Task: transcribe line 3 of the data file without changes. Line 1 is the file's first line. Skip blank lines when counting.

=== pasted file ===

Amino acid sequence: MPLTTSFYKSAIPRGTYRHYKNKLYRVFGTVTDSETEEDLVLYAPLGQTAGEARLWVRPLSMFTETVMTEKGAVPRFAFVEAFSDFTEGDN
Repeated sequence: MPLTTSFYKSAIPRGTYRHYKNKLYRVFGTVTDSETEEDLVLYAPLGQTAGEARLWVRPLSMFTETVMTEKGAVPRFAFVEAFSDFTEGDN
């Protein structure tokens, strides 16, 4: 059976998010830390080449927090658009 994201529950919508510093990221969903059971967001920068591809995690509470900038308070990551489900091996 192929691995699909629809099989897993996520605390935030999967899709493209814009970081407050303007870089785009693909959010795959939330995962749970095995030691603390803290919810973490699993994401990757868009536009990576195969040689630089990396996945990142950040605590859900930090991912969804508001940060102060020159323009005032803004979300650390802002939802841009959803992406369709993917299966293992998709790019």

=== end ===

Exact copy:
């Protein structure tokens, strides 16, 4: 059976998010830390080449927090658009 994201529950919508510093990221969903059971967001920068591809995690509470900038308070990551489900091996 192929691995699909629809099989897993996520605390935030999967899709493209814009970081407050303007870089785009693909959010795959939330995962749970095995030691603390803290919810973490699993994401990757868009536009990576195969040689630089990396996945990142950040605590859900930090991912969804508001940060102060020159323009005032803004979300650390802002939802841009959803992406369709993917299966293992998709790019």